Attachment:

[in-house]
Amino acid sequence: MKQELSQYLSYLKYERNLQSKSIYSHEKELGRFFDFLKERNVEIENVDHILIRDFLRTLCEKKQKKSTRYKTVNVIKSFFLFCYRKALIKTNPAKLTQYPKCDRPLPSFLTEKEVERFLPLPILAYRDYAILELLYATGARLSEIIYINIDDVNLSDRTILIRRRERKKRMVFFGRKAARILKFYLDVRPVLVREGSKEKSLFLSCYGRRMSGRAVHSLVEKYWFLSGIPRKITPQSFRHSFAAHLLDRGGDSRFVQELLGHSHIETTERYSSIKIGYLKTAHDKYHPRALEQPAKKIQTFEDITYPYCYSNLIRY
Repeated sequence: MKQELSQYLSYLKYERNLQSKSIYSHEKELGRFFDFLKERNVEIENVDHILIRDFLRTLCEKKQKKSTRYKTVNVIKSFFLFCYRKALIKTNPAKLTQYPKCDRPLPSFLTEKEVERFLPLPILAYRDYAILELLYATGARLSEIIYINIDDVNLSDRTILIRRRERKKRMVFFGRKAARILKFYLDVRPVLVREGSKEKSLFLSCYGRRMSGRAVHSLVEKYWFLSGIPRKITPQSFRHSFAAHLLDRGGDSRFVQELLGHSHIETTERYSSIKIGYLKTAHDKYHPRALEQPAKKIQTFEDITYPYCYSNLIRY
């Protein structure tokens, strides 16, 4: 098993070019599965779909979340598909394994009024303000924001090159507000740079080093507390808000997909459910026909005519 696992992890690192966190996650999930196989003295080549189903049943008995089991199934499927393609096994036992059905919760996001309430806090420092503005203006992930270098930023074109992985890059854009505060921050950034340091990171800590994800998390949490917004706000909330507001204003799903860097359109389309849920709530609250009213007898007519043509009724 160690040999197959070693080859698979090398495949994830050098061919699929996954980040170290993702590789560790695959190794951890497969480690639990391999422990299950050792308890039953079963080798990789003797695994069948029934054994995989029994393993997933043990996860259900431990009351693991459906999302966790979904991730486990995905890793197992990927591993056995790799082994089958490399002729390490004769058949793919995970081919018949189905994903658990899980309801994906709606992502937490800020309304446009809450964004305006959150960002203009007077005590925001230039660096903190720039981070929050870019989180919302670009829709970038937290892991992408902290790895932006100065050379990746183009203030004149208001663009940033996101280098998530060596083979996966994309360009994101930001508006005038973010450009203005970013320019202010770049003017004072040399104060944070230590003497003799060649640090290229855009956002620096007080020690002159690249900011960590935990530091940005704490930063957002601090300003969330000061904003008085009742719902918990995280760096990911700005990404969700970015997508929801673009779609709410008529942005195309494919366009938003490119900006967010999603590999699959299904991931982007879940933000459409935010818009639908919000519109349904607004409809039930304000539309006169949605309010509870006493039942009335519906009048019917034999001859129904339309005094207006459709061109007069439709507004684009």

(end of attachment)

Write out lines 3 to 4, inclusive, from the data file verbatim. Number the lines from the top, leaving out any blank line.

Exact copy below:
Repeated sequence: MKQELSQYLSYLKYERNLQSKSIYSHEKELGRFFDFLKERNVEIENVDHILIRDFLRTLCEKKQKKSTRYKTVNVIKSFFLFCYRKALIKTNPAKLTQYPKCDRPLPSFLTEKEVERFLPLPILAYRDYAILELLYATGARLSEIIYINIDDVNLSDRTILIRRRERKKRMVFFGRKAARILKFYLDVRPVLVREGSKEKSLFLSCYGRRMSGRAVHSLVEKYWFLSGIPRKITPQSFRHSFAAHLLDRGGDSRFVQELLGHSHIETTERYSSIKIGYLKTAHDKYHPRALEQPAKKIQTFEDITYPYCYSNLIRY
């Protein structure tokens, strides 16, 4: 098993070019599965779909979340598909394994009024303000924001090159507000740079080093507390808000997909459910026909005519 696992992890690192966190996650999930196989003295080549189903049943008995089991199934499927393609096994036992059905919760996001309430806090420092503005203006992930270098930023074109992985890059854009505060921050950034340091990171800590994800998390949490917004706000909330507001204003799903860097359109389309849920709530609250009213007898007519043509009724 160690040999197959070693080859698979090398495949994830050098061919699929996954980040170290993702590789560790695959190794951890497969480690639990391999422990299950050792308890039953079963080798990789003797695994069948029934054994995989029994393993997933043990996860259900431990009351693991459906999302966790979904991730486990995905890793197992990927591993056995790799082994089958490399002729390490004769058949793919995970081919018949189905994903658990899980309801994906709606992502937490800020309304446009809450964004305006959150960002203009007077005590925001230039660096903190720039981070929050870019989180919302670009829709970038937290892991992408902290790895932006100065050379990746183009203030004149208001663009940033996101280098998530060596083979996966994309360009994101930001508006005038973010450009203005970013320019202010770049003017004072040399104060944070230590003497003799060649640090290229855009956002620096007080020690002159690249900011960590935990530091940005704490930063957002601090300003969330000061904003008085009742719902918990995280760096990911700005990404969700970015997508929801673009779609709410008529942005195309494919366009938003490119900006967010999603590999699959299904991931982007879940933000459409935010818009639908919000519109349904607004409809039930304000539309006169949605309010509870006493039942009335519906009048019917034999001859129904339309005094207006459709061109007069439709507004684009």